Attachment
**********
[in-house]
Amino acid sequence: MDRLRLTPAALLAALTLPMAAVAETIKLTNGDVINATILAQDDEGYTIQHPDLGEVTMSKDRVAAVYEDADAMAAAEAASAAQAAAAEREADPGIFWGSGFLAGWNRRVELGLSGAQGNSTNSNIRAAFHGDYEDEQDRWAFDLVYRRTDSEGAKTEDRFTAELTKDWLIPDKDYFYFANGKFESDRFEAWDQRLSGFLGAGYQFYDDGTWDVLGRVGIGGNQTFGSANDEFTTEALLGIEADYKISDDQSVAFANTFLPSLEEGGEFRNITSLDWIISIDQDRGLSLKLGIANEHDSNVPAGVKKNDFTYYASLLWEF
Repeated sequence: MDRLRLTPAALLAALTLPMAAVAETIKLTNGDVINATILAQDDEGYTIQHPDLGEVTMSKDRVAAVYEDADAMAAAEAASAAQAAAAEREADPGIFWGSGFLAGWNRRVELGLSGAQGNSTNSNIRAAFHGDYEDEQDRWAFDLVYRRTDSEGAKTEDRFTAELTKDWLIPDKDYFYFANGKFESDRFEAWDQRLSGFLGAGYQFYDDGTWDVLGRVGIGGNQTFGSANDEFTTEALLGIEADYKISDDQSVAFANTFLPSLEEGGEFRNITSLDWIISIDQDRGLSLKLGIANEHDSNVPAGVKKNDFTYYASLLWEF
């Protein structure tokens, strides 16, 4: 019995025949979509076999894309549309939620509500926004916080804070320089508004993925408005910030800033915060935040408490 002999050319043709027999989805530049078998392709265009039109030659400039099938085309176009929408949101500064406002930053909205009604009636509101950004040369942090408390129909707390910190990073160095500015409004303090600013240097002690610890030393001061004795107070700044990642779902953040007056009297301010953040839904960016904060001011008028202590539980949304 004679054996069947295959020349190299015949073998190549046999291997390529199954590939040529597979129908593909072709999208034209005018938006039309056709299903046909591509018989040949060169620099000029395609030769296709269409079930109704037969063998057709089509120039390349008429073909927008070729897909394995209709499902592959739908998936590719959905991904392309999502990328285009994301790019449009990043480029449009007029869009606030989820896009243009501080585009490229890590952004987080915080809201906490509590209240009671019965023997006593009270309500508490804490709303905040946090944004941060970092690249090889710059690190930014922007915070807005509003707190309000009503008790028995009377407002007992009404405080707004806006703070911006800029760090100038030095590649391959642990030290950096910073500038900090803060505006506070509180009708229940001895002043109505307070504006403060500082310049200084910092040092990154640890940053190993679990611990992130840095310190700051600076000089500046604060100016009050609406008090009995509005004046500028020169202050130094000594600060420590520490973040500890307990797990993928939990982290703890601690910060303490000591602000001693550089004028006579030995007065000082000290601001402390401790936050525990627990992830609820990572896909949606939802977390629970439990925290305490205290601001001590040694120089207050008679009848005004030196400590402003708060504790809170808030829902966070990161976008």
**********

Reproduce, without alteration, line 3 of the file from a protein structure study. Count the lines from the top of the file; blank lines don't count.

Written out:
Repeated sequence: MDRLRLTPAALLAALTLPMAAVAETIKLTNGDVINATILAQDDEGYTIQHPDLGEVTMSKDRVAAVYEDADAMAAAEAASAAQAAAAEREADPGIFWGSGFLAGWNRRVELGLSGAQGNSTNSNIRAAFHGDYEDEQDRWAFDLVYRRTDSEGAKTEDRFTAELTKDWLIPDKDYFYFANGKFESDRFEAWDQRLSGFLGAGYQFYDDGTWDVLGRVGIGGNQTFGSANDEFTTEALLGIEADYKISDDQSVAFANTFLPSLEEGGEFRNITSLDWIISIDQDRGLSLKLGIANEHDSNVPAGVKKNDFTYYASLLWEF